I am obsessed with our local Hebden Bridge houses. Unusually tall, houses built out of Yorkshire stone rising in long rows on the hillside. I have been trying, with limited success to represent them with glass. My first attempt was some time ago using copper foil. This picture took hours. Wrapping the foil round the tiny windows and trimming it to size required enormous patience and although pleased with the result as a first attempt I vowed never to do it again.
Then I took up fusing. My first experiments were with float and flossing (colour coated on one side) glass. With this glass layering more than one layer with colour resulted in bubbling which couldn’t be controlled. This image shows a row of standing houses made with a layer of flossing glass placed on top of float glass and a further (bubbled) layer to make the windows. Although seemingly fused together once slumped in a mould the two layers of glass seemed to move independently, the top layer slipping off the bottom float layer causing the vertical lines in this picture. I am currently experimenting again with this idea with better glass.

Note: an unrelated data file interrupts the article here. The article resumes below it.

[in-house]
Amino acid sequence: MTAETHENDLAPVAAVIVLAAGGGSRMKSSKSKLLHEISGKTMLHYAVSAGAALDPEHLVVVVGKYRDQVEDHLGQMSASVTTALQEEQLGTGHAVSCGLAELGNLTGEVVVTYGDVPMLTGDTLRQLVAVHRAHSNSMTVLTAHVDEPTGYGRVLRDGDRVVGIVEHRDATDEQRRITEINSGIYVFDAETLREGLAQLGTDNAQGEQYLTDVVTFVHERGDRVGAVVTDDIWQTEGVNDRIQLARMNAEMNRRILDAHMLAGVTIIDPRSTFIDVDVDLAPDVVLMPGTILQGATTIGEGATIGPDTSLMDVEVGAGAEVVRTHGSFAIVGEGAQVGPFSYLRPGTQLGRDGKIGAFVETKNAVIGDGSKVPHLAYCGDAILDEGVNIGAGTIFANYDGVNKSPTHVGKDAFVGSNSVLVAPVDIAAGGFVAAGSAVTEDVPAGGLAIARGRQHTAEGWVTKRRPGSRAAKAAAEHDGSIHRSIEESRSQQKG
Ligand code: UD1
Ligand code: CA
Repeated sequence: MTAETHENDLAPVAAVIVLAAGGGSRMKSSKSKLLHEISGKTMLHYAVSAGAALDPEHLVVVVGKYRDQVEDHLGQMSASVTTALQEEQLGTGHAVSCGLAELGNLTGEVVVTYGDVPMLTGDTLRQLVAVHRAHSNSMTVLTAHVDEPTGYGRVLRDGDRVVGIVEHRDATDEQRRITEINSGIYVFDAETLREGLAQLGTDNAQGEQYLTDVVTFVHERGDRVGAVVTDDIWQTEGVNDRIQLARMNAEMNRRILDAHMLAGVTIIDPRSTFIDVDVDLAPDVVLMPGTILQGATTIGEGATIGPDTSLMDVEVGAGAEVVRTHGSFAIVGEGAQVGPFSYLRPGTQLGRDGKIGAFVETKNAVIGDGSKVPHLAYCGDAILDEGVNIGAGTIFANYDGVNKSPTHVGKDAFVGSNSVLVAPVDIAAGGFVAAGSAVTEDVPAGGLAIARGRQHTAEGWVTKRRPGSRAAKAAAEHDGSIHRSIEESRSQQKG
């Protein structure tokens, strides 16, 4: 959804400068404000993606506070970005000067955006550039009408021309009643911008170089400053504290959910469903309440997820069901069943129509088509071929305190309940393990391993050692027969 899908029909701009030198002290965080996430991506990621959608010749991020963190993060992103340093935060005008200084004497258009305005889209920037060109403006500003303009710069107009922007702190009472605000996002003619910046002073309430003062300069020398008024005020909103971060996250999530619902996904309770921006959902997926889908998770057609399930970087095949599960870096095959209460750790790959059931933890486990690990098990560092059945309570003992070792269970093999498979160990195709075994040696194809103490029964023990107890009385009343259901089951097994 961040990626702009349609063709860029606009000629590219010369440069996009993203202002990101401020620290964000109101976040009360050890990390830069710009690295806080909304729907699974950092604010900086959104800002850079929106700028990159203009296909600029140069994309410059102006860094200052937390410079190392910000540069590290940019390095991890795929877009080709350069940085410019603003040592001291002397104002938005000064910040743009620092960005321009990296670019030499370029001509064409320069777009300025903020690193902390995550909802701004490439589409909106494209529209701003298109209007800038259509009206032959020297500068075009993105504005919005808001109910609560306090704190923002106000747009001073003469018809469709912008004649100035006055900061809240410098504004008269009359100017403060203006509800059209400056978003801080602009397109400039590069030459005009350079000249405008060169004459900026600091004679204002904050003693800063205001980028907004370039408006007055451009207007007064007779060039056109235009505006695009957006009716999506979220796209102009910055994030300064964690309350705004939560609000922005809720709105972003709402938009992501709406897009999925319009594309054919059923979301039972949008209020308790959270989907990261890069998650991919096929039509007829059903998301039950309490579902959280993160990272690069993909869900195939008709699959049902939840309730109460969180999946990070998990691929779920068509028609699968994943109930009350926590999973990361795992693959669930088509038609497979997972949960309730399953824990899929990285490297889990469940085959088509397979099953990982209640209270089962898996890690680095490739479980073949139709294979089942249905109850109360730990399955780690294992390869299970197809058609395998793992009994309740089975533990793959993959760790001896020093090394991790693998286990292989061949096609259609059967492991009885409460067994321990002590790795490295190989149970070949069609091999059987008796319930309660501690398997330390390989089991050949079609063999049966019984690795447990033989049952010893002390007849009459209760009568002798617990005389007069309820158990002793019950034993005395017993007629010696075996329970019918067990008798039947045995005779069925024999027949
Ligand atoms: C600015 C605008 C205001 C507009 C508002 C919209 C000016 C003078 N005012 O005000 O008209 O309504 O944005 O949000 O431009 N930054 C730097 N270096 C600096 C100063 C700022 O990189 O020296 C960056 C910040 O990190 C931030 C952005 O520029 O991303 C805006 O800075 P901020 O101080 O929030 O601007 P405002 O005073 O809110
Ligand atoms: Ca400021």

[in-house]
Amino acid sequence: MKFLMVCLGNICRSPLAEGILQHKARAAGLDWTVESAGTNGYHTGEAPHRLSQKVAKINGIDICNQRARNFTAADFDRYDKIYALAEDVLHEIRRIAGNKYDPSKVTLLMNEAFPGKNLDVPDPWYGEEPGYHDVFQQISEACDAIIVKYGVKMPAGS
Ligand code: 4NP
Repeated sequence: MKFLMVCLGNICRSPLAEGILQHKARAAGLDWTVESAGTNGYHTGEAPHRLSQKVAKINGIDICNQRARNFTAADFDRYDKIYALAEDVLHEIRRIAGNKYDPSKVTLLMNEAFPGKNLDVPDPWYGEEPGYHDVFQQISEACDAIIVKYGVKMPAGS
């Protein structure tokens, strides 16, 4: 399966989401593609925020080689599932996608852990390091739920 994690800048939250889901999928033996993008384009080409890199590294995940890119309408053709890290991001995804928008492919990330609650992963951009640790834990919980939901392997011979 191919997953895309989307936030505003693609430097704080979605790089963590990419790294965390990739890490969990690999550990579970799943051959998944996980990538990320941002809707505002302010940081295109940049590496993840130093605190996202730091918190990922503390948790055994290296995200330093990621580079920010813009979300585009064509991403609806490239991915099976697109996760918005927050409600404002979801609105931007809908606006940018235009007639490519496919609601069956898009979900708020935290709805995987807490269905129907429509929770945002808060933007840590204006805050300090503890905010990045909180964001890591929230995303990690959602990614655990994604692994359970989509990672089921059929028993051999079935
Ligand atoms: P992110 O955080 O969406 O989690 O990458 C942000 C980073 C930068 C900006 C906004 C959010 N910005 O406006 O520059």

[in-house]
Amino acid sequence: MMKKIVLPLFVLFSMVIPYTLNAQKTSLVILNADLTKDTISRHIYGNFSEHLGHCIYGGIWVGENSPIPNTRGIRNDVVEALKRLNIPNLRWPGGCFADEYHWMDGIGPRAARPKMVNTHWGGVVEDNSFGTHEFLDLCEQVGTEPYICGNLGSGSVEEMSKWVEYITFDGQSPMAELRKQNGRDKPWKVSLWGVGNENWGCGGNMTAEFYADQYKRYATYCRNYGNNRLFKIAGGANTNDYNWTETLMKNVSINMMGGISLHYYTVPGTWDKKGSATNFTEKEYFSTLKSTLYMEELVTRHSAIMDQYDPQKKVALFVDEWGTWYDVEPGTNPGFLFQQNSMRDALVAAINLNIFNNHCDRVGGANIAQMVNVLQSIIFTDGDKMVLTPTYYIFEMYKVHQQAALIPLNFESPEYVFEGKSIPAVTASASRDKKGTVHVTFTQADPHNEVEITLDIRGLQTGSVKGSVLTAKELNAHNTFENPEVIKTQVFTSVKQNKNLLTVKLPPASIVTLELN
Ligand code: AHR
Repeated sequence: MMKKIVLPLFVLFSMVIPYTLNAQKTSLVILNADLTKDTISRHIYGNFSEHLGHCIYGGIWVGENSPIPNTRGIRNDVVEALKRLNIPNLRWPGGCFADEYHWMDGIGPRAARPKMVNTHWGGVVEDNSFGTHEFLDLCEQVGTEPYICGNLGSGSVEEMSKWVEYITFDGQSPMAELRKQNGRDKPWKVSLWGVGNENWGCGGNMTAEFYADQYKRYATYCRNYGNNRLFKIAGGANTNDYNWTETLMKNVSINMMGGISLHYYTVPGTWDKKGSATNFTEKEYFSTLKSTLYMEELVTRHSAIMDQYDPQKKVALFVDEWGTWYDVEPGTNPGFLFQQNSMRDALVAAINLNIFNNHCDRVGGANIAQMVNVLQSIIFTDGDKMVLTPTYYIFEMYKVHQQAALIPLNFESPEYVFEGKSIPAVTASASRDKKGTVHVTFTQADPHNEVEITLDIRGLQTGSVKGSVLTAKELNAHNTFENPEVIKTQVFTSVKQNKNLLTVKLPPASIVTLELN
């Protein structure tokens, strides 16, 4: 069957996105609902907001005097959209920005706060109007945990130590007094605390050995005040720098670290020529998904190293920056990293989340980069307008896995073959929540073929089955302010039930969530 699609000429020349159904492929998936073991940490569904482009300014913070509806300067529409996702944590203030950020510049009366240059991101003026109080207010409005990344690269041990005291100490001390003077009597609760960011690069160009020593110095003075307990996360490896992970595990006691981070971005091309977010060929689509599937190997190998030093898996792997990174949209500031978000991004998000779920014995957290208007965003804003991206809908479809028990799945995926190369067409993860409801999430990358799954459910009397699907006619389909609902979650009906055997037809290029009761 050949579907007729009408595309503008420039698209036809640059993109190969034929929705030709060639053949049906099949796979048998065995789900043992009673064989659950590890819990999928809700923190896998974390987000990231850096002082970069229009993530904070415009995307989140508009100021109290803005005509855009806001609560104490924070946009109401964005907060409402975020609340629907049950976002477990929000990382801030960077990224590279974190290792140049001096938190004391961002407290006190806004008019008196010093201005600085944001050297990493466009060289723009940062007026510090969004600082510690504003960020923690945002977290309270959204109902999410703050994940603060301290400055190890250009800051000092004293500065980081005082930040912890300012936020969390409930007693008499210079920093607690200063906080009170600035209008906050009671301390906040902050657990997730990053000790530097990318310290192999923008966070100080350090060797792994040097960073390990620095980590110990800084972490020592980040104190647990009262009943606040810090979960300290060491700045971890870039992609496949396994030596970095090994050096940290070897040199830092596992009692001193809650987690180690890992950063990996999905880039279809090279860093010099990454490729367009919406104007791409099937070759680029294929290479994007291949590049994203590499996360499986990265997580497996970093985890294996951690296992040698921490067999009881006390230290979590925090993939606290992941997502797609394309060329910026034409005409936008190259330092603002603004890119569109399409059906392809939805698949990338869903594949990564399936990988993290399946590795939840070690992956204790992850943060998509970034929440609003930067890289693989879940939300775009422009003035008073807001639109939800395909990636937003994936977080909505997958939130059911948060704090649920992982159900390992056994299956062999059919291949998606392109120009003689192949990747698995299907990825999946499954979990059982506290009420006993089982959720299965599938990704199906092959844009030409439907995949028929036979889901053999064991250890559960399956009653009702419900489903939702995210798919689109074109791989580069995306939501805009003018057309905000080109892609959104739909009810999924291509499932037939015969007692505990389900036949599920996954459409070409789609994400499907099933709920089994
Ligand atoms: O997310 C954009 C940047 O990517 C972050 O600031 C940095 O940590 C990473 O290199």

In the meantime, a friend has requested I recreate the copper foiled picture for her above so, I have turned to experimenting with powders. Here is my first attempt, hot out of the kiln. The challenge here is to work out how much powder is needed and how to keep it within the desired shape. I managed to knock this as I was placing something else next to it in the kiln and consequently ruined the bottom and one of the sides.
I am not a patient person but if I don’t ever learn anything else from my experiments with glass I think I will eventually learn patience.